Sunday, June 25, 2006

extWeb Conference: Europe can do web2.0 too

Carolina - one of our charming Dutch hosts

A rather last minute decision to attend The Next Web conference in Amsterdam on July 7th paid off handsomely. A colorful cross section of about 160 European entrepreneurs, bloggers, academics - and corporate schmucks like me - were treated to sparking Dutch hospitality, flawless logistics and an excellent old-new venue (NH Hotel). This note summarizes some of my higlights:

Transparent, low flat fees needed before mobile social networking will take off. Hyves are YASNS, but from Netherlands this time, and have some success with going mainstream - most interestingly with cabinet-level politicians joining up and collecting thousands of 'friends'. I asked a question to the “Chief Hyves Officer” (CEO) what needs to be done to improve the mobile experience and he indicated two priorities: first, make the pricing cheaper and second make it more transparent – so low, flat fees for data in a nutshell. He didn’t seem too concerned about platform issues or porting problems to different handsets. 

Brand Arrington releases his 10 Commandments. Michael A. - pin-up of the web2.0 chattering classes – blessed and dismissed in equal measure. Refreshing to see that his opinions are not moderated despite having 80,000 feed readers hanging on his every word. He promised to deliver a top ten of European web2.0 companies, and in fact delivered two  - a  B team also. 

His “almost picks” included openBC, cocomment, ebuddy, spotback, licketttship, esnips,, pageflicks, feeds2.0, fleick.

His top 10 were:

  • Allpeers - Private p2p network

  • Bebo – Next MySpace – founders have moved from UK to San Francisco

  • Facebook – 75% of college kids use this daily, and it has more page views than Google. They (foolishly) turned down $1billion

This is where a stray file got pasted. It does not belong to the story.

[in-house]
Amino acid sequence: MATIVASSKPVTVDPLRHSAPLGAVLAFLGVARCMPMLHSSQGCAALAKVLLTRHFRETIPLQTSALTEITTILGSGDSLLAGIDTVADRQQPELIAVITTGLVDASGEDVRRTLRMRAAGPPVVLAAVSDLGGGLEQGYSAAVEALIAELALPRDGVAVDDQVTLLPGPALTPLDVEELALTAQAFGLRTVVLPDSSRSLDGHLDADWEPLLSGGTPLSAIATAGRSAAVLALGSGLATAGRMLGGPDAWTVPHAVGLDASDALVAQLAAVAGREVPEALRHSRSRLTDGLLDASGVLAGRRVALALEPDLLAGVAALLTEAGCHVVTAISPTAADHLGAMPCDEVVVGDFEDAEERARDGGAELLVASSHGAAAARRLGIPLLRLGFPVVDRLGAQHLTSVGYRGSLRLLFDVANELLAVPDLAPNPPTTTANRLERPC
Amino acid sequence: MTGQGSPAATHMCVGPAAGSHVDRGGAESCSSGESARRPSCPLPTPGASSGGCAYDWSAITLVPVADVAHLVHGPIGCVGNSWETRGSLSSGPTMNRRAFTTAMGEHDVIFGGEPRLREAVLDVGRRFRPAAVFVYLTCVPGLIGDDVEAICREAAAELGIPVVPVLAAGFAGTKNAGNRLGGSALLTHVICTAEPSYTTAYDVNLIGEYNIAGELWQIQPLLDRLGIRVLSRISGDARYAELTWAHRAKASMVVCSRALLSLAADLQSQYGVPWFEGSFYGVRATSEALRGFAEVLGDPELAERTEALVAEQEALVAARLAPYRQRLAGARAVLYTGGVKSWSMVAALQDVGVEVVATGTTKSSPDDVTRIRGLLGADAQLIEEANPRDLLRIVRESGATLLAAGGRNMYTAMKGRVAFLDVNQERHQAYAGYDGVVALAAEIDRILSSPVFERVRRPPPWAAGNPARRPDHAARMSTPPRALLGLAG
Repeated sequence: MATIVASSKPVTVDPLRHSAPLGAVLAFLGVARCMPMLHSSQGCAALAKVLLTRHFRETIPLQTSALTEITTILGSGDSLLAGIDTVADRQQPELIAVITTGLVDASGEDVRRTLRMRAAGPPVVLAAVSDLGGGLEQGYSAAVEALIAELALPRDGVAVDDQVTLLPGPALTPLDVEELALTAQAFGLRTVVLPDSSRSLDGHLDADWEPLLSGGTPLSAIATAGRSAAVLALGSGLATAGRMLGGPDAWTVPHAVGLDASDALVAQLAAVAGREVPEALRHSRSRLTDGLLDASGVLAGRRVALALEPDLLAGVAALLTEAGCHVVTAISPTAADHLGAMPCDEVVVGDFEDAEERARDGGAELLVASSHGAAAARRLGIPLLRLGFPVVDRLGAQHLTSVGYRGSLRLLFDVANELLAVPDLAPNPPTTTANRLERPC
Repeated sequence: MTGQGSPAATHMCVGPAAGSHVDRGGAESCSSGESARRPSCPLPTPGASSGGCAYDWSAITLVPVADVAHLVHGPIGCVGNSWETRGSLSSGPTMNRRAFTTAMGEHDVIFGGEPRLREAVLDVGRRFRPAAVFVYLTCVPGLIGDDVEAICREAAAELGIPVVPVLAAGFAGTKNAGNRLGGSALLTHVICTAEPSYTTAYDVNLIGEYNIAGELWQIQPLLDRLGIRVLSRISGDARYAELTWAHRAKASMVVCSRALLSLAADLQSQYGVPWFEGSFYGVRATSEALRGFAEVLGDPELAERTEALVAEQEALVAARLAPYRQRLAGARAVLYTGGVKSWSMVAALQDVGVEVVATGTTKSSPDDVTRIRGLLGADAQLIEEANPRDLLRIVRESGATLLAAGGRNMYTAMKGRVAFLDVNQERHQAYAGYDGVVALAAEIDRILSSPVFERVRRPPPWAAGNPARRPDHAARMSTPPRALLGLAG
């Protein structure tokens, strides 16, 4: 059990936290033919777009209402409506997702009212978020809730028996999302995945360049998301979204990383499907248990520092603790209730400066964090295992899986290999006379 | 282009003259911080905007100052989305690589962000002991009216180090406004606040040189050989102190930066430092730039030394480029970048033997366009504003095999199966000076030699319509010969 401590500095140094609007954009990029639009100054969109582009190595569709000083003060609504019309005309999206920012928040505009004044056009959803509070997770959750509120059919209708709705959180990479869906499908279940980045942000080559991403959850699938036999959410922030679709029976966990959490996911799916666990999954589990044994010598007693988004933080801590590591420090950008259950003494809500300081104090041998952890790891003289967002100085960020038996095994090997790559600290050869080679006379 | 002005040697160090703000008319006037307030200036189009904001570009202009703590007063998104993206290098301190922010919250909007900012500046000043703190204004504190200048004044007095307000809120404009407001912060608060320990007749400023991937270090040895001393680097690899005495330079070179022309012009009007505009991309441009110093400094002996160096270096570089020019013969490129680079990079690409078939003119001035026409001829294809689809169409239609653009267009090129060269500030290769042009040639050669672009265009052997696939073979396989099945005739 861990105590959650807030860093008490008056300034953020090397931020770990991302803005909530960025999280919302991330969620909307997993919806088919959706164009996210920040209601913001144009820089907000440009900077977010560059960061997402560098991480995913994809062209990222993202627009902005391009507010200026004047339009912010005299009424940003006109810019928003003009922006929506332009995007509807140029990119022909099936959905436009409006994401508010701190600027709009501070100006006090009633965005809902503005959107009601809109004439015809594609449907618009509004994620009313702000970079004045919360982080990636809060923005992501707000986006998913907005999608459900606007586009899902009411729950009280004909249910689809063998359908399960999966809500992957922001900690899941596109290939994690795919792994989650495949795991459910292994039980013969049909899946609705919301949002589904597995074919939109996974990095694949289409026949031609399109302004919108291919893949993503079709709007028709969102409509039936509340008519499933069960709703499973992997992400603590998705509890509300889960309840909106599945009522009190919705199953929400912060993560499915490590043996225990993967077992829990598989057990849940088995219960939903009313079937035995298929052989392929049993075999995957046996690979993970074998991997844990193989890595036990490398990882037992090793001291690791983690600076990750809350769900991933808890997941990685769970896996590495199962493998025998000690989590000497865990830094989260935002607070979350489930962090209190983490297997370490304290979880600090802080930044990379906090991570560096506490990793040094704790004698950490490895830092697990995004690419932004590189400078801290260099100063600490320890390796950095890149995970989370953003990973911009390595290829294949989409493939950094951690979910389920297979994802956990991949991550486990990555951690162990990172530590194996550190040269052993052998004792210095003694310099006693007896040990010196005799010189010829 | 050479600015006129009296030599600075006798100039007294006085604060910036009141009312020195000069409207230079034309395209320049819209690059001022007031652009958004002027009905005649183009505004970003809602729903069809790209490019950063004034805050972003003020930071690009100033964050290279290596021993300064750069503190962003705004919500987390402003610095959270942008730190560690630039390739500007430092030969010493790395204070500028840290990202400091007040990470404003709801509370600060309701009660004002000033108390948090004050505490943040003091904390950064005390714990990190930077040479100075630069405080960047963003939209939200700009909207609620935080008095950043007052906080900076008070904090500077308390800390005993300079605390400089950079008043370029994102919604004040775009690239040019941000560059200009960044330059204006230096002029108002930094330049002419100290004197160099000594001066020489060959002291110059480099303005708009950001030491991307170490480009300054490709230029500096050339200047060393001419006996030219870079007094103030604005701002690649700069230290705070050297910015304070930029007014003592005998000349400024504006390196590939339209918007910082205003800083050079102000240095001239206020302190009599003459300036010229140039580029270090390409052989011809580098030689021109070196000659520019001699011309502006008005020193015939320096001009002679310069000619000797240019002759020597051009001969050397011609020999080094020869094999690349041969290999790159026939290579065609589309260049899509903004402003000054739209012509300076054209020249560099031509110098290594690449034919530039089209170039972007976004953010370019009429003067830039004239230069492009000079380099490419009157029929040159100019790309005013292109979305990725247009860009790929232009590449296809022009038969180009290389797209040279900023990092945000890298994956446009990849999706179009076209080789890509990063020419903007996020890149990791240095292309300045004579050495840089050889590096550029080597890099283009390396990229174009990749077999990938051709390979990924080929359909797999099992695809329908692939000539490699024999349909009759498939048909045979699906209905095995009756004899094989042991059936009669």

• – collaborative music recommendations. Turned down €30m offer

  • Netvibes – popular french Ajaxy – make-your-own-portal

  • Riya – Scarily powerful facial recognition, a tech story. Turned down Yahoo!, almost acquired by Google, but deal fell through at last minute.

  • Wikio - best European hope against digg

  • Youtube – video success story - $1m bandwidth bills per month

  • Zlango – Israel start up using SMS icons to create a new language

  • And at #1: Digg - $1200 dollars to start up this company. Now 9m page views per day, similar audience to NYTimes. Very disrputive to media. Rather ironic in a way - a bottom up voting site receving top marks from the top down Mr. A.

He also spawned a meme-let - as is his wont - with his boycot of the phrase Web2.0 due to the legal attack dogs kerfuffle.

Communities as big as email. Nielsen didn't tell us a great deal new - and conspicuosly didn't have any figures on mobile internet usage - but it was interesting that while 71% of European Internet users use email, the number's almost matched by those who participate in some from of 'member communities' (69.3%). He didn't define the term further.

Companies mentioned that seemed interesting: shopzilla, neuf telecom, videolan, kijij, ogame, buycentral, measuremap, truveo, la fraise (selling customer-made t shirts), red hot tomatoes, feedo,